Franchises are notoriously popular because they come with a built-in business model and all the tools and support that are needed for success. Some franchises have better models and support systems than others, but few of them just send their new franchisees out into the world to fend for themselves. When you’re just starting out in business, it’s a great way to get to the top without having to do the work yourself.
Of course, owning a franchise comes with a lot of responsibility, and probably a lot of regular business just because of the franchise name. That can make it difficult to juggle all the tasks, clients, and things that need attention in a day, a week, and over the years. That’s where project management skills come in handy. If you’ve ever worked in any type of role where you’ve been in charge of projects and tasks, you likely have some degree of these skills already.
Project management is all about learning how to properly manage people, workflows, and budgets to keep projects on track and on cost while you work to meet the various objectives of the business. Here are some tips to help you turn your franchise into a well-oiled machine by putting your project management skills to use.
The scope of a project includes:
In simpler terms for those who aren’t familiar with the world of project management, defining a scope simply means figuring out:
Deliverables are the items that will show that you’ve completed your objectives. For example, you might want to run a spring sales campaign to ensure that the warm weather doesn’t distract customers too much. Your objective here is to drive more sales during the spring months (plus whatever others you come up with).
A deliverable to prove that this goal has been met would be a sales report with increased transactions, profits, customers per hour (for restaurant franchises), and so forth.
Aside from improper management, a big reason that projects fail or go off the rails is because of a lack of communication and teamwork. People might say that they’re working together but doing that effectively doesn’t always go as planned. Plus, if you don’t set your people up for success with the tools they need, they won’t be able to communicate and work together effectively even if they want to.
If you’re doing in-person projects and tasks, make sure that open communication and transparency are expressed first and foremost. Explain to people what they’re doing and why they’re doing it. That will get you a much better response than just setting people to task with no explanation.
In the same regard, make sure that you are open to questions, concerns, and other communication from your people. If they don’t feel comfortable coming to you, they’re not going to speak up as freely. This could hinder projects and your franchise’s day-to-day operations in general.
If your franchise team is communicating digitally, use communication tools and apps where you can connect and collaborate in a single space, share ideas and resources, and so forth.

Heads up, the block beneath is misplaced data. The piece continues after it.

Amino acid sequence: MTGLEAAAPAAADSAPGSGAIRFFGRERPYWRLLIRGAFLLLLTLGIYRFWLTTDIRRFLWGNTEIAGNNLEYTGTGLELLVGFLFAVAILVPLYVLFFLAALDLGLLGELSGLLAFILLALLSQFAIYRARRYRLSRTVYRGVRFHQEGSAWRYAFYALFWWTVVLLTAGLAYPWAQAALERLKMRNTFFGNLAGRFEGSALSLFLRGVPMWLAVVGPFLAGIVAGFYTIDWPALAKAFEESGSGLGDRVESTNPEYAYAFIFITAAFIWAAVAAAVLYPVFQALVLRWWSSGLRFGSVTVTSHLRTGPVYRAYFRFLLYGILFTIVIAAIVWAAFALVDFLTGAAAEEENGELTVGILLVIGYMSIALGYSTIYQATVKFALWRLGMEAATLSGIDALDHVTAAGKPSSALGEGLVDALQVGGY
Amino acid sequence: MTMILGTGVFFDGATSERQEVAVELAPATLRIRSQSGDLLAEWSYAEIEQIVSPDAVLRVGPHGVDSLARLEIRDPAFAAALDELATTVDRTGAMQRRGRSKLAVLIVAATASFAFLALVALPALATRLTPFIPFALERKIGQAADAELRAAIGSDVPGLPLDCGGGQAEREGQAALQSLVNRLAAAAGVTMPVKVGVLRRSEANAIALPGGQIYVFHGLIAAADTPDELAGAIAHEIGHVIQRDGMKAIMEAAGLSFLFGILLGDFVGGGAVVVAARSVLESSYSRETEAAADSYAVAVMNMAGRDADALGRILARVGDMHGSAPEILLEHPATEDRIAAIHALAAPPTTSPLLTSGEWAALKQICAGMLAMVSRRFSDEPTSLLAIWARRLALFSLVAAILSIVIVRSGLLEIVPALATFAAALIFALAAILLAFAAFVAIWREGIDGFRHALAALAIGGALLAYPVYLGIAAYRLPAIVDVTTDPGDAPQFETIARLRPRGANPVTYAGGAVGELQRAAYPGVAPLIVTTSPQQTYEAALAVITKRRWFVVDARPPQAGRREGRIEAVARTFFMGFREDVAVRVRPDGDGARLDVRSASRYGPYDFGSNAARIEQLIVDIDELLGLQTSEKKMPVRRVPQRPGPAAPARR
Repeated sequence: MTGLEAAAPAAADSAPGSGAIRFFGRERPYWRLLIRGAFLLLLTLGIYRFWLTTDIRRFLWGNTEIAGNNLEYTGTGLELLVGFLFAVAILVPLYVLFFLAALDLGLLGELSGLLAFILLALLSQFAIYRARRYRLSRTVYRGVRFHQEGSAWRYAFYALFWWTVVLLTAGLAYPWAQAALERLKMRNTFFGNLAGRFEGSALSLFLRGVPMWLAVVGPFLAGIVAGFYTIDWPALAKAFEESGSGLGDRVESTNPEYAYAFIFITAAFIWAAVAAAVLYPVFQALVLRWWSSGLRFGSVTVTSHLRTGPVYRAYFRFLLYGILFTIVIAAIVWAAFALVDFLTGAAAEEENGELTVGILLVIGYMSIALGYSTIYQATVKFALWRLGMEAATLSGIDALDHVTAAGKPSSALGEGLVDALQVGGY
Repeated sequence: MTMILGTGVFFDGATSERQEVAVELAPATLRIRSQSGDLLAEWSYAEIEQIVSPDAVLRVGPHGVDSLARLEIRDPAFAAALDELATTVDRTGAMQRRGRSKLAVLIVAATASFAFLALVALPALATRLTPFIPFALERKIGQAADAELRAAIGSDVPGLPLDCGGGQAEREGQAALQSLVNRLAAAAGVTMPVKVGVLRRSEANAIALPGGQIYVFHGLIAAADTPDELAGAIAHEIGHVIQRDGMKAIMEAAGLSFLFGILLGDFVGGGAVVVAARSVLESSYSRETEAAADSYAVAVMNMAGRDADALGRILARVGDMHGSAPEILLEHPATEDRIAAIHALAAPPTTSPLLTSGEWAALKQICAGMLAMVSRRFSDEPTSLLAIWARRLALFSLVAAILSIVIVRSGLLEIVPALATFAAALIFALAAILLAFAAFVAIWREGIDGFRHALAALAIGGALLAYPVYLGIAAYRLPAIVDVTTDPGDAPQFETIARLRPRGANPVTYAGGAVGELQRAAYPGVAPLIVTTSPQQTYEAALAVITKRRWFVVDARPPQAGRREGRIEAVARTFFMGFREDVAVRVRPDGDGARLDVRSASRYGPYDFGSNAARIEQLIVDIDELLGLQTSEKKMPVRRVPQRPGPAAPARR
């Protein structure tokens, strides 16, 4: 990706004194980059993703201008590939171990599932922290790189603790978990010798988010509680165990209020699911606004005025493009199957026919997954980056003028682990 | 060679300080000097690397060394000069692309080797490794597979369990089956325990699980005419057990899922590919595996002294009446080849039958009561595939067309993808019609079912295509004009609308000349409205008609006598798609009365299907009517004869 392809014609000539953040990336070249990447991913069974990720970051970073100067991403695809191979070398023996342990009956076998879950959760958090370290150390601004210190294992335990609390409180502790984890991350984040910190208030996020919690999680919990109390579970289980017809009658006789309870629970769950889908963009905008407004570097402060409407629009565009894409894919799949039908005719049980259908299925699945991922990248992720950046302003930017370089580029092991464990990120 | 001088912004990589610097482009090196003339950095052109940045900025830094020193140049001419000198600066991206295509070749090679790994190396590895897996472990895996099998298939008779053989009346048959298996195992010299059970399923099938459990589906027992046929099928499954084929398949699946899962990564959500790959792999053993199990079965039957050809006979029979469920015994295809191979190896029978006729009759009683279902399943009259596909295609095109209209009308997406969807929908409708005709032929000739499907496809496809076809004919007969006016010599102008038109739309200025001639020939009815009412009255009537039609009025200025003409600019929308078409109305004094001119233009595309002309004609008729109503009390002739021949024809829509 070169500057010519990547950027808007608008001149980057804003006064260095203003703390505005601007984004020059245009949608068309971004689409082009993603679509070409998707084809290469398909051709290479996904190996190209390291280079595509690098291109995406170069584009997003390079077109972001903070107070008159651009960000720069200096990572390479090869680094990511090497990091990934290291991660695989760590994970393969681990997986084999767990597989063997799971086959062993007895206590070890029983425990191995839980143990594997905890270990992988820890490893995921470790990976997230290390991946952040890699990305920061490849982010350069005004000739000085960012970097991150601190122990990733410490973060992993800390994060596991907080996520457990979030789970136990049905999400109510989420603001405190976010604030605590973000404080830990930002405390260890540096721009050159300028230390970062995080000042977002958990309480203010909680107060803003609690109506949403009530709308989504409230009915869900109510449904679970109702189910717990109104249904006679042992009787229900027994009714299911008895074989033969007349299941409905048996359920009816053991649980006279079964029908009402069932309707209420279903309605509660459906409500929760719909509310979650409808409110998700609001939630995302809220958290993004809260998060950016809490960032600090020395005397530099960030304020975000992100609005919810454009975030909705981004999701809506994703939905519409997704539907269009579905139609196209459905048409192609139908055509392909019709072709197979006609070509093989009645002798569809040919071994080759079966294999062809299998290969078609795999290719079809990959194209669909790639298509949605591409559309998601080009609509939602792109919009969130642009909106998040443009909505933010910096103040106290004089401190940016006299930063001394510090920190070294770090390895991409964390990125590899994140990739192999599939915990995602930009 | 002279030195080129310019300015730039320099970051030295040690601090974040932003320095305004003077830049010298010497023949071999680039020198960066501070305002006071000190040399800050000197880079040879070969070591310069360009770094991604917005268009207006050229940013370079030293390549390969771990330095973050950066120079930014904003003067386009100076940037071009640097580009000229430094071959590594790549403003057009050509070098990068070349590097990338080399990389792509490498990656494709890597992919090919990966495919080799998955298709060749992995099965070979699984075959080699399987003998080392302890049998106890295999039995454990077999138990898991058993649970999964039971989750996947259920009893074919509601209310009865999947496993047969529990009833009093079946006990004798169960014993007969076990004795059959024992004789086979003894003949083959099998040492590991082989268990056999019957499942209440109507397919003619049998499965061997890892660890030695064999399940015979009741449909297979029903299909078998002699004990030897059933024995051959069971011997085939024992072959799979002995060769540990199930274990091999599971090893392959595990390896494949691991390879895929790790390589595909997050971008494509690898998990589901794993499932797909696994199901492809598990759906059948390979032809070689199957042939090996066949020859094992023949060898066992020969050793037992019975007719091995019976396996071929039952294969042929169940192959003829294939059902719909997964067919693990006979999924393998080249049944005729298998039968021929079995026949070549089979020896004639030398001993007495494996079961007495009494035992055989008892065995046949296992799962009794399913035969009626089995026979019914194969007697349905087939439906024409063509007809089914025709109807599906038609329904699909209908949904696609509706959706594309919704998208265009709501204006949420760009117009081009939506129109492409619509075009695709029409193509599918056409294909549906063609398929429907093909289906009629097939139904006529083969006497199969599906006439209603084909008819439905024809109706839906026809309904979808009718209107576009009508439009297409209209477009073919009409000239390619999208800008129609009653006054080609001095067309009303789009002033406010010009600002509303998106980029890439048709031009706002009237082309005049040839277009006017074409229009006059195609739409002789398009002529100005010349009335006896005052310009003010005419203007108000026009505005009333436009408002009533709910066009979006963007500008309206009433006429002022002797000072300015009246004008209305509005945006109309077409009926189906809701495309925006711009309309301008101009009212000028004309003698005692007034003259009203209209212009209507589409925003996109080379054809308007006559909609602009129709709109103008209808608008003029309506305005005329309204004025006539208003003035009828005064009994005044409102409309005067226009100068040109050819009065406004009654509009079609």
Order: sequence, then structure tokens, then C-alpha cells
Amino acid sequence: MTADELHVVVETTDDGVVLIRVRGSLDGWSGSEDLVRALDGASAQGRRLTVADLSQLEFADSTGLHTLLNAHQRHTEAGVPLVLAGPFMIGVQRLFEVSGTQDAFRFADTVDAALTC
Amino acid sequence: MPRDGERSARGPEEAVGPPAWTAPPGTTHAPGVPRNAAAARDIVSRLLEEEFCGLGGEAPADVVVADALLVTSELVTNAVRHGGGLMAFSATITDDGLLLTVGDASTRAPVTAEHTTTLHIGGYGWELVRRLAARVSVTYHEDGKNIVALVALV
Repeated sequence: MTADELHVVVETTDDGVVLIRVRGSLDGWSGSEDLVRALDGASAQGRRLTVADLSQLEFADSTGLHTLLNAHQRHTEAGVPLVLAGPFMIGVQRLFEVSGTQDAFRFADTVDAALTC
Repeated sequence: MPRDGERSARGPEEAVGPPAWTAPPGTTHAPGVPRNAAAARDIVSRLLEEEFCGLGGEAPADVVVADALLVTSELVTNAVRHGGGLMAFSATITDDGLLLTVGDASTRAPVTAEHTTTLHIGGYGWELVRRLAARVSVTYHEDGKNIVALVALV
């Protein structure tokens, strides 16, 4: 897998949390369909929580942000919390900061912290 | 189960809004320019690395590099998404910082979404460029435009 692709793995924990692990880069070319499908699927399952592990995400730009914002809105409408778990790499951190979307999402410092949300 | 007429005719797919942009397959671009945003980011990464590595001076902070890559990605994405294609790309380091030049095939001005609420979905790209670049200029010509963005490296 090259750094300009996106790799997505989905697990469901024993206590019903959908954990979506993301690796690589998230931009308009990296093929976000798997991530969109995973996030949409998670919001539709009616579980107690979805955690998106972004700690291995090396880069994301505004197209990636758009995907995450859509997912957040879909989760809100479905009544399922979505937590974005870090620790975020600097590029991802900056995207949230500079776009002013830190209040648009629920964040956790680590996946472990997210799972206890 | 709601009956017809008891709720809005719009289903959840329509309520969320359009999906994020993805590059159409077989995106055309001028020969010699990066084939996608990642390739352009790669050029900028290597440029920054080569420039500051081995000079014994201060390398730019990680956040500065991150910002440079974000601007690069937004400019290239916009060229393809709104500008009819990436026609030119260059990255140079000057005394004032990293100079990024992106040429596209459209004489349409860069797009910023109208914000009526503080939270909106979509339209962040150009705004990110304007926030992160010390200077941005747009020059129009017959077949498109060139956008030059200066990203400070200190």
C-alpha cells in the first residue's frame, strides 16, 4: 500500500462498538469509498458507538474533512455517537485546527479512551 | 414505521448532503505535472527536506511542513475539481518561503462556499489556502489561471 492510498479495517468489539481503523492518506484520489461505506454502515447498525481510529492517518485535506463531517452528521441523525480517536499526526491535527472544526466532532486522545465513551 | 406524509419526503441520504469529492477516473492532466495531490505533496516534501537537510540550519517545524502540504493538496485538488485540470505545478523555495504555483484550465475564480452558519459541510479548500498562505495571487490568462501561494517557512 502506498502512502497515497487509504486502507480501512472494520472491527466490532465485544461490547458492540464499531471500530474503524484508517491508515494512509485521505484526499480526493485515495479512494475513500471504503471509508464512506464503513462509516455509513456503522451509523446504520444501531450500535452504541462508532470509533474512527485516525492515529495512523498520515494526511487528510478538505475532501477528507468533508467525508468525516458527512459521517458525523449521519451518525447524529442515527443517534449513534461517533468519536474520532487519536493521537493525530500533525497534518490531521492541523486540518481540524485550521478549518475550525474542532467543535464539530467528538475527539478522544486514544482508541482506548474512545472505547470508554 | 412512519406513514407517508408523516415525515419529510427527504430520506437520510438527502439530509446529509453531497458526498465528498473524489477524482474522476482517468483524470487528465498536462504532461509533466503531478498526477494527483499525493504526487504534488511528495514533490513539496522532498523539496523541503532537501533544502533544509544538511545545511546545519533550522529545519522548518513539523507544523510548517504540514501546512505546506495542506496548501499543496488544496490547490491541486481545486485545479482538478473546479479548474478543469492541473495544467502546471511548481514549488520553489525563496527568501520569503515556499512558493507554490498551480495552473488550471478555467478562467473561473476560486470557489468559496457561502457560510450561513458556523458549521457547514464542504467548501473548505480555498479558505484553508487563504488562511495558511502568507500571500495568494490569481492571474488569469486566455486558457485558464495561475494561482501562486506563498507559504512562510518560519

People like to be given tasks and duties. They like instruction and clear direction because it makes whatever they’re doing that much easier. If you’re not good at delegating and managing a project, maybe you need to assign someone else to be in charge—that in itself is delegation at its finest. You should have dedicated people or teams for each task and make sure that everyone knows what they’re responsible for. Accountability goes a long way in successful project management, but you can’t hold people accountable if you didn’t give them the responsibility in the first place.
No one likes to think that their project will get off track. However, it inevitably happens more often than not. That’s why the best project managers recommend having a built-in plan for obstacles and challenges that arise while you’re trying to complete a project. This will save you a lot of stress and make sure that you’ve got the flexibility to allow your team to find a workaround or resolve the issues.
Be ready for anything that comes up. Leave a little room in the project schedule and budget for unexpected events or occurrences. Be realistic about timelines and how quickly things can get done, or you’re always going to be rushing to get there in time.
Project management can be a full-time job for some people. And when you’re already in charge of running a franchise and managing a team of employees, one more thing is the last thing that you need. Fortunately, there’s another option. You can outsource and hire a project management consultant or consulting firm. They will be able to help you effectively plan and execute projects of all types for your franchise.
Consultants may even be able to help you see which types of projects need your attention or what campaigns could help you drive business. If you’re not a marketing expert, that kind of insight can be invaluable. Plus, outsourcing costs a fraction of a project manager’s salary, and you get the same high-quality support and skill.
While you’re handling projects and running your franchise, do you have someone to field the incoming leads and inquiries from clients? This is another part of the business you can outsource—partner with the virtual receptionists at Smith.ai and you’ll get a 24/7 answering service so you never miss an opportunity, along with assistance for lead intake, appointment scheduling, and even your outreach campaigns to get those leads in the first place.